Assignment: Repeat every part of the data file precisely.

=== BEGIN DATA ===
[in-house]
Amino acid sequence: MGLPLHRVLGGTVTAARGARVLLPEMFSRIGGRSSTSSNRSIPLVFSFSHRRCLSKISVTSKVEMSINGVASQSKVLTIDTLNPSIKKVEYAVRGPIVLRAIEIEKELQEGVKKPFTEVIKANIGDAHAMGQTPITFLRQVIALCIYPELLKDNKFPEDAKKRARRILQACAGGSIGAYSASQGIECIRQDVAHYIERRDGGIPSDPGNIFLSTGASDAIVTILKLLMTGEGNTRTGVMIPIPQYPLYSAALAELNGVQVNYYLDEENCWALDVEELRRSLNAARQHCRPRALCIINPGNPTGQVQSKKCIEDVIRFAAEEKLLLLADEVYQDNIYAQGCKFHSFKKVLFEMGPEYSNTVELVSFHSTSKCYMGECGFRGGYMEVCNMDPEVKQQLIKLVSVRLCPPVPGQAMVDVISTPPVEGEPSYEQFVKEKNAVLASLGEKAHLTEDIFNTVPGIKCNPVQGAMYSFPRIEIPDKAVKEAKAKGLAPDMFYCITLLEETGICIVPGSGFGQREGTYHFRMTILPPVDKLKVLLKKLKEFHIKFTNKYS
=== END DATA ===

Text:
[in-house]
Amino acid sequence: MGLPLHRVLGGTVTAARGARVLLPEMFSRIGGRSSTSSNRSIPLVFSFSHRRCLSKISVTSKVEMSINGVASQSKVLTIDTLNPSIKKVEYAVRGPIVLRAIEIEKELQEGVKKPFTEVIKANIGDAHAMGQTPITFLRQVIALCIYPELLKDNKFPEDAKKRARRILQACAGGSIGAYSASQGIECIRQDVAHYIERRDGGIPSDPGNIFLSTGASDAIVTILKLLMTGEGNTRTGVMIPIPQYPLYSAALAELNGVQVNYYLDEENCWALDVEELRRSLNAARQHCRPRALCIINPGNPTGQVQSKKCIEDVIRFAAEEKLLLLADEVYQDNIYAQGCKFHSFKKVLFEMGPEYSNTVELVSFHSTSKCYMGECGFRGGYMEVCNMDPEVKQQLIKLVSVRLCPPVPGQAMVDVISTPPVEGEPSYEQFVKEKNAVLASLGEKAHLTEDIFNTVPGIKCNPVQGAMYSFPRIEIPDKAVKEAKAKGLAPDMFYCITLLEETGICIVPGSGFGQREGTYHFRMTILPPVDKLKVLLKKLKEFHIKFTNKYS